Iowa City Muslims offer mixed views on Middle East protests


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Mariam El-Hattab wanted to “clear the air” in Iowa City after a now-infamous anti-Muslim video made in America sparked uprisings in the Muslim world.

El-Hattab wanted to answer questions from Iowa City’s non-Muslim community. But she, along with her sisters from the Mosque, waited as no Iowa City residents showed up to the women-only discussion session at the Mosque on Sept. 22. The University of Iowa sophomore said she was very disappointed.

Amid all the controversy surrounding the video, some Muslims in Iowa City said they believe the worldwide protests are taking it too far and, more importantly, are against Prophet Muhammad’s teachings.

“You can’t kill an innocent soul in Islam,” said UI freshman Doaa Elgaali, who believes the protests are becoming irrational.

She asserted that most Muslims have similar opinions on the protests, but they believe the media are “not out to show people what is good in the world.”

“It is a bad film, but I don’t expect everyone to love my religion just because it is the most perfect thing to me,” said the Sudanese- American who spent half her life in Saudi Arabia. “And moreover, if someone makes a video degrading my beloved Prophet, I don’t care, because I know the truth.”

El-Hattab — who has hopes of rehosting the discussion session — condemned the killing of U.S. Ambassador to Libya Christopher Stevens during a riot, calling it un-Islamic.

“Honestly, this is the stupidest thing I have ever seen in my life,” said the Egyptian American. “In Islam, a messenger or an ambassador is never supposed to be touched or killed, so it is very disappointing to see this happen in a Muslim country.”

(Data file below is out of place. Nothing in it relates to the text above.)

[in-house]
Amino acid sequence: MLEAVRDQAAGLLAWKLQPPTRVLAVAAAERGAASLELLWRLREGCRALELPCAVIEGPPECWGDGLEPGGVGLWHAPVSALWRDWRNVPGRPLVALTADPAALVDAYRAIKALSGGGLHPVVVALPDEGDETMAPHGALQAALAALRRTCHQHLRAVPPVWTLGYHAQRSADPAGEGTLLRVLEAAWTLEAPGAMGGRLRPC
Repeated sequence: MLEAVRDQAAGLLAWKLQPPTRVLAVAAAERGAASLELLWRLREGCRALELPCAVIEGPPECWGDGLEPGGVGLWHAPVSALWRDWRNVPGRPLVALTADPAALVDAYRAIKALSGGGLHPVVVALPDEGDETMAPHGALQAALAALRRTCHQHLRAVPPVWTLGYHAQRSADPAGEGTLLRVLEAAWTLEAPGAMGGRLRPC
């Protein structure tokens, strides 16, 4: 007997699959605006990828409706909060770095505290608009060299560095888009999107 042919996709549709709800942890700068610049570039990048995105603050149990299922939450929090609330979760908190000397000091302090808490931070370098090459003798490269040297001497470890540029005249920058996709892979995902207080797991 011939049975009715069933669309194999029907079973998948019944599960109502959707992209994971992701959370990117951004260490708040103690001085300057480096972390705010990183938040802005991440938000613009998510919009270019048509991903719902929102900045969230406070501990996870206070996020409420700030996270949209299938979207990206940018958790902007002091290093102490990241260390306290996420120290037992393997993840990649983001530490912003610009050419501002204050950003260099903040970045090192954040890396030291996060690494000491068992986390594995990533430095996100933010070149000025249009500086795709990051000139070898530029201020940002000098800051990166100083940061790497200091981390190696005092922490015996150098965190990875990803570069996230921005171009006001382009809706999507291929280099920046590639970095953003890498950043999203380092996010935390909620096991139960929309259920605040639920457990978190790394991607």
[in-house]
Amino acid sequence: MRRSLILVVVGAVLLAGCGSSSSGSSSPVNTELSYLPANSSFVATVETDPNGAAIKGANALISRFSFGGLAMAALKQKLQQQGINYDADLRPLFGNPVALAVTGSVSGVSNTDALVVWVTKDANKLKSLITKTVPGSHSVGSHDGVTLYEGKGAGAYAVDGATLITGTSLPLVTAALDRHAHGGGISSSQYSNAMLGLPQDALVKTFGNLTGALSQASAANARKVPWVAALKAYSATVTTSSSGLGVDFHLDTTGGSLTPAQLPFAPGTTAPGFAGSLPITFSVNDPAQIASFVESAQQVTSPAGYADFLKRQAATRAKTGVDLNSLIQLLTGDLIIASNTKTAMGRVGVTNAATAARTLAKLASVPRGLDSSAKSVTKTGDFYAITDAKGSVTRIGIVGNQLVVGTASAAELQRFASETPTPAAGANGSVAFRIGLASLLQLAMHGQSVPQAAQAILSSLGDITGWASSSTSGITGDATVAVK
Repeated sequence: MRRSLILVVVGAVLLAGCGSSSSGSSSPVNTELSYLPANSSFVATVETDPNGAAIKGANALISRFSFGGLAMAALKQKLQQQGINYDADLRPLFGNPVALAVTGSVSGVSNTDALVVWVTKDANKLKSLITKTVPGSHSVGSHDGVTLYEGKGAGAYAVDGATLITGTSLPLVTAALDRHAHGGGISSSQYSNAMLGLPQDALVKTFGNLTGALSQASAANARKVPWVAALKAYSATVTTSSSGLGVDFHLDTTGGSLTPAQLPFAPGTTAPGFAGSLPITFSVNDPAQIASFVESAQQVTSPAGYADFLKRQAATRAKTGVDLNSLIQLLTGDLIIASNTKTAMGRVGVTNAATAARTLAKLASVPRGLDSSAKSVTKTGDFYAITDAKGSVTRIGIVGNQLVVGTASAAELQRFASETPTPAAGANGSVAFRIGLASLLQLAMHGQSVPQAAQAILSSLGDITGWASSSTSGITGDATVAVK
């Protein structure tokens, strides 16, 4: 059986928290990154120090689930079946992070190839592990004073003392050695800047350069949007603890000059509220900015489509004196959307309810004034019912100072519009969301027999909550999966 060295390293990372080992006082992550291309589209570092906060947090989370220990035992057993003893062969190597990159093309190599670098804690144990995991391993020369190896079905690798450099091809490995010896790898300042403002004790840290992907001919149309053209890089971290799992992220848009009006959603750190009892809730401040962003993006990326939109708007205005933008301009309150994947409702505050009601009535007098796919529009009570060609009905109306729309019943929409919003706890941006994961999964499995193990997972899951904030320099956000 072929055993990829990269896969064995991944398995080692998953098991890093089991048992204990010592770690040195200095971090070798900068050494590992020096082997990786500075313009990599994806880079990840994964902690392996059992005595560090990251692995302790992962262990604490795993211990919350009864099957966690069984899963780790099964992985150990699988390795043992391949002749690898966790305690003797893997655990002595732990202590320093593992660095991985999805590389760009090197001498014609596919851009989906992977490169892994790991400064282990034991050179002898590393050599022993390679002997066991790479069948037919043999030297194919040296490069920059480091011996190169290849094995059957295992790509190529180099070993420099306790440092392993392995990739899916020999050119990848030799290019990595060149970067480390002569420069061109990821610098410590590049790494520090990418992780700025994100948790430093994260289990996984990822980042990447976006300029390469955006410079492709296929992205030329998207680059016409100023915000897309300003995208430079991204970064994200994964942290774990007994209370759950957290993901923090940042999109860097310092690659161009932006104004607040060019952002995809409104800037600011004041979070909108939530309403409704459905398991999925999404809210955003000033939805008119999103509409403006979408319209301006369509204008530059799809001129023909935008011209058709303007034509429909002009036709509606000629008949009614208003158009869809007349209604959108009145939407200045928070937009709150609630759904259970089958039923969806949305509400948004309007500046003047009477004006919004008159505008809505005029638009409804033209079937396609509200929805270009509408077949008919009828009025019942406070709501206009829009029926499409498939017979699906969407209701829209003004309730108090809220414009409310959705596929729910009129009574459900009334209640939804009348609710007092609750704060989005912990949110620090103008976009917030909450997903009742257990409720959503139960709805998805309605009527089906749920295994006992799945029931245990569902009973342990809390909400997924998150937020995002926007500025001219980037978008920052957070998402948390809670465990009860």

On July 2, a YouTube user who identified himself as Sam Bacile (which turns out to be a pseudonym) uploaded two videos on the website that, two months later, sparked violent protests across the Muslim world and cause him to go into hiding. The video, which currently has more than 12 million views, wasn’t given any attention until early September, when Egyptian media broadcast the video with Arabic subtitles.

The amateur video, which depicts Prophet Muhammad as a pedophile and torturer, has sparked protests now in their third week. They don’t seem to be dying out. 

Angry, and in most cases, violent mobs have since taken to the streets in the Middle East, North Africa, and parts of South Asia, and have led to the death of four American citizens and many more Muslim protesters as they clashed with local police. According to the Associated Press, on Sunday, Greek riot police used tear gas and pepper spray in attempts to disband a group of Muslim protesters rallying against the film in Athens.

UI senior Salah Moghram, believes the video should be ignored.

“Why would I watch that video,” the Yemeni American said. “I was very disappointed to see many Islamic websites re-uploading the video. If you feel insulted by the video, why would you share it? They are actually helping the guys who put this video up.”

Moghram, who is personally opposed to the protests against the video, said if people do want to protest, they should do so in a peaceable manner. A peaceful protest would have been more in line with Prophet Muhammad’s teachings, he said.